Since its creation in 1998 by the Melville Charitable Trust, the Partnership for Strong Communities initially focused on strategies to prevent and end homelessness. Since its incorporation as a separate 501 (c)(3) in 2004 the Partnership’s mission has expanded to foster additional affordable housing throughout the State and to support the development of strong and vibrant communities. It was in 2004 that the Partnership moved into the newly renovated Lyceum Resource and Conference Center.
From its inception until 2010, the Partnership’s first executive director, Diane Randall, helped to define the Partnership as a go-to institution for information on homelessness and affordable housing. In 2011, Howard Rifkin became executive director, and he was instrumental in expanding the depth and breadth of the Partnership. When Rifkin left in February 2014, then-deputy director Alicia Woodsby became interim executive director, and was named executive director in June 2014. Current Executive Director, Kiley Gosselin came on board in November, 2018.
In an effort to achieve our goals, the Partnership has three major campaigns: The Reaching Home Campaign, HOMEConnecticut, and the IForum Series.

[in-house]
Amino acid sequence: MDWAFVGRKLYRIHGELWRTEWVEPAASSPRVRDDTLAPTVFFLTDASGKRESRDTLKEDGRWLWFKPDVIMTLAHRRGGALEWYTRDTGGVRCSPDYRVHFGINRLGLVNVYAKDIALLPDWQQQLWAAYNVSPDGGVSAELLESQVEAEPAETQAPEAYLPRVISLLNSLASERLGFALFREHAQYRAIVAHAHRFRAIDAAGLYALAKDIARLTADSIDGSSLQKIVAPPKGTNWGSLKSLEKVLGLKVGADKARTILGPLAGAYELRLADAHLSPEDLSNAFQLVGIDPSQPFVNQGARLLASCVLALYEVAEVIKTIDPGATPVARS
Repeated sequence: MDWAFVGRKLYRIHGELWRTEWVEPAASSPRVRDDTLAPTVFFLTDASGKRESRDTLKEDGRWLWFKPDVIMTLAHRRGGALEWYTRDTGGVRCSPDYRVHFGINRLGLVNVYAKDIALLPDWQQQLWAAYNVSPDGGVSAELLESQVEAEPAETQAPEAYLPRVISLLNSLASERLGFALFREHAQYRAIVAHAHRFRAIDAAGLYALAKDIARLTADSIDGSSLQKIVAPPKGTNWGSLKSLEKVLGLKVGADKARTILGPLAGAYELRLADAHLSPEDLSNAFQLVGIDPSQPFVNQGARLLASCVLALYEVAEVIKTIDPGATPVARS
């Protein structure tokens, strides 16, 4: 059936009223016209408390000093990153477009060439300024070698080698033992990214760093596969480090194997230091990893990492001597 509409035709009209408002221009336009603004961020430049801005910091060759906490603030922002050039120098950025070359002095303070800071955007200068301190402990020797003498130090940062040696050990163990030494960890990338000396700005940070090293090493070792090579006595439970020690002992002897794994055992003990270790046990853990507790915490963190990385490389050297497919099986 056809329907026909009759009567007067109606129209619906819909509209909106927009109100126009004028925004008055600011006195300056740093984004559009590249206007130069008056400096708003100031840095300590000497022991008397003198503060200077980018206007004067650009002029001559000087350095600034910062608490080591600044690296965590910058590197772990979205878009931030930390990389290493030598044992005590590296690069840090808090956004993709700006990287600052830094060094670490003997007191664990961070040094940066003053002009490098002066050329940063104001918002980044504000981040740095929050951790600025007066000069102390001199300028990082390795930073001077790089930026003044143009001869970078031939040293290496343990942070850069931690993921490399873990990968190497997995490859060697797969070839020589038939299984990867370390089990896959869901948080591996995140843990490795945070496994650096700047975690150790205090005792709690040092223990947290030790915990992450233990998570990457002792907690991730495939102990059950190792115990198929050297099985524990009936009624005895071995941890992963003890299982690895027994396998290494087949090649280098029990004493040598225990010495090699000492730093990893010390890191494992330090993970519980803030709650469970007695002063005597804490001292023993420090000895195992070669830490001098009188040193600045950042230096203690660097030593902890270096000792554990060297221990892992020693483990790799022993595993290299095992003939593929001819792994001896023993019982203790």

In 2004, the Partnership was part of the statewide Steering Committee that launched the Reaching Home Campaign to address chronic homelessness through the creation of 10,000 units of permanent supportive housing. From 2004 through 2011, the Campaign focused on educating policymakers and the public about the effectiveness of permanent supportive housing in ending chronic homelessness and creating close to 5500 units of permanent supportive housing during this period.
In 2012, the Opening Doors – CT framework was agreed upon as a way to work across sectors and fully integrate our work to end homelessness within 5 years among veterans and the chronically homeless and within 10 years among families and children. While supportive housing is still a core function of the campaign, we also have come to understand that re-tooling the crisis intervention system, considering other housing options, integration with health care and economic security, are key elements to the systemic changes that can effectively end homelessness.
HOMEConnecticut is a statewide campaign staffed by the Partnership and aimed at increasing the state’s stock of affordable housing. One initiative, for example, encourages towns to create Incentive Housing Zones where developers can increase housing density in exchange for creating mixed-income housing in town centers and along mass transit corridors.
Created in 2009 as a medium to educate key decision makers, community leaders and the public on the connection between housing policy and other major public policy issues, the IForum series continues to ask difficult questions and to foster conversation about how the public and private sector can work together towards a mutual goal of solving key policy problems and enhancing Connecticut as a place where people want to live, work and raise a family.